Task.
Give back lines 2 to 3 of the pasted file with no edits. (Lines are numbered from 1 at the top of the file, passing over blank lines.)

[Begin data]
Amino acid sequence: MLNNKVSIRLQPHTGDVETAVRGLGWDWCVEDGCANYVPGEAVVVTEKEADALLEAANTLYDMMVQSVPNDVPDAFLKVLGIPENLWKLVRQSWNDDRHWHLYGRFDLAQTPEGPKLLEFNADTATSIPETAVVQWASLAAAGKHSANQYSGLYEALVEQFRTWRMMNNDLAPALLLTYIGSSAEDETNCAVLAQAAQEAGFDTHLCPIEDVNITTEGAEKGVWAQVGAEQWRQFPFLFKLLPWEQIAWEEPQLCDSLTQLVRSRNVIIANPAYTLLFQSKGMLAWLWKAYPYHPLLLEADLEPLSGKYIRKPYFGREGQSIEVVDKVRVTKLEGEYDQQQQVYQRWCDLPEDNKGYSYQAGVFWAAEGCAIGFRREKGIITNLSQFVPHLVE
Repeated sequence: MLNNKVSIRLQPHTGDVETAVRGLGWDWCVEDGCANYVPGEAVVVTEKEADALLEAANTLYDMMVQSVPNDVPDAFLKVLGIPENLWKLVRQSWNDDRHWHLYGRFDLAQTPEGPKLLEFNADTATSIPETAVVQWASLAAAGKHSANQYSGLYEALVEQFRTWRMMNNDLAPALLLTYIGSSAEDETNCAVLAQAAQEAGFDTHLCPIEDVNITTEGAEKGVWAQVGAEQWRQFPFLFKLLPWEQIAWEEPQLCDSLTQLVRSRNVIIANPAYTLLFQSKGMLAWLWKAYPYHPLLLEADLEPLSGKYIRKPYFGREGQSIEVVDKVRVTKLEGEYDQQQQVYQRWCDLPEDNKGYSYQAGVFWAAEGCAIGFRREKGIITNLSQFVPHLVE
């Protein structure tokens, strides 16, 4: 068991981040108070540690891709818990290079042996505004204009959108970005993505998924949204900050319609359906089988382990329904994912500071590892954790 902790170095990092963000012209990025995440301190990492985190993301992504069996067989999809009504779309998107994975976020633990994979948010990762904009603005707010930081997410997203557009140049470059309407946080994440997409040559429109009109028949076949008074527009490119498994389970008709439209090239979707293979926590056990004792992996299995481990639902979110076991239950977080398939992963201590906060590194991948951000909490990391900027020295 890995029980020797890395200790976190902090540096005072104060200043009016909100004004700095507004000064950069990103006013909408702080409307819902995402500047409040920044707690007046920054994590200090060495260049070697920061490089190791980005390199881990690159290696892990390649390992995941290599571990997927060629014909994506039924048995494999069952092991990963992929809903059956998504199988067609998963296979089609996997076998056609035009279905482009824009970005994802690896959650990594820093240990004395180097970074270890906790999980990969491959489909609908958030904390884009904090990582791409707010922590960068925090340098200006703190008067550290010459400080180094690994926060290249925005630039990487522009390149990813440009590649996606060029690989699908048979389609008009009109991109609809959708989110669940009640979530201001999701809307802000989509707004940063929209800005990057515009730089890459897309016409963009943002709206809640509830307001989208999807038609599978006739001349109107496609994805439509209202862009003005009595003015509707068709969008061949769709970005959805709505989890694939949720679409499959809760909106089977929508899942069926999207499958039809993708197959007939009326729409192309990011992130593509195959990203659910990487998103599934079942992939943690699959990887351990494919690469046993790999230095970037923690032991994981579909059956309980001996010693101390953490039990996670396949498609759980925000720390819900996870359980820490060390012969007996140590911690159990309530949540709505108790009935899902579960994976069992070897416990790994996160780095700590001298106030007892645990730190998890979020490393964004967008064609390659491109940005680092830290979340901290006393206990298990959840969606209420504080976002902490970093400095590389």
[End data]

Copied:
Repeated sequence: MLNNKVSIRLQPHTGDVETAVRGLGWDWCVEDGCANYVPGEAVVVTEKEADALLEAANTLYDMMVQSVPNDVPDAFLKVLGIPENLWKLVRQSWNDDRHWHLYGRFDLAQTPEGPKLLEFNADTATSIPETAVVQWASLAAAGKHSANQYSGLYEALVEQFRTWRMMNNDLAPALLLTYIGSSAEDETNCAVLAQAAQEAGFDTHLCPIEDVNITTEGAEKGVWAQVGAEQWRQFPFLFKLLPWEQIAWEEPQLCDSLTQLVRSRNVIIANPAYTLLFQSKGMLAWLWKAYPYHPLLLEADLEPLSGKYIRKPYFGREGQSIEVVDKVRVTKLEGEYDQQQQVYQRWCDLPEDNKGYSYQAGVFWAAEGCAIGFRREKGIITNLSQFVPHLVE
């Protein structure tokens, strides 16, 4: 068991981040108070540690891709818990290079042996505004204009959108970005993505998924949204900050319609359906089988382990329904994912500071590892954790 902790170095990092963000012209990025995440301190990492985190993301992504069996067989999809009504779309998107994975976020633990994979948010990762904009603005707010930081997410997203557009140049470059309407946080994440997409040559429109009109028949076949008074527009490119498994389970008709439209090239979707293979926590056990004792992996299995481990639902979110076991239950977080398939992963201590906060590194991948951000909490990391900027020295 890995029980020797890395200790976190902090540096005072104060200043009016909100004004700095507004000064950069990103006013909408702080409307819902995402500047409040920044707690007046920054994590200090060495260049070697920061490089190791980005390199881990690159290696892990390649390992995941290599571990997927060629014909994506039924048995494999069952092991990963992929809903059956998504199988067609998963296979089609996997076998056609035009279905482009824009970005994802690896959650990594820093240990004395180097970074270890906790999980990969491959489909609908958030904390884009904090990582791409707010922590960068925090340098200006703190008067550290010459400080180094690994926060290249925005630039990487522009390149990813440009590649996606060029690989699908048979389609008009009109991109609809959708989110669940009640979530201001999701809307802000989509707004940063929209800005990057515009730089890459897309016409963009943002709206809640509830307001989208999807038609599978006739001349109107496609994805439509209202862009003005009595003015509707068709969008061949769709970005959805709505989890694939949720679409499959809760909106089977929508899942069926999207499958039809993708197959007939009326729409192309990011992130593509195959990203659910990487998103599934079942992939943690699959990887351990494919690469046993790999230095970037923690032991994981579909059956309980001996010693101390953490039990996670396949498609759980925000720390819900996870359980820490060390012969007996140590911690159990309530949540709505108790009935899902579960994976069992070897416990790994996160780095700590001298106030007892645990730190998890979020490393964004967008064609390659491109940005680092830290979340901290006393206990298990959840969606209420504080976002902490970093400095590389």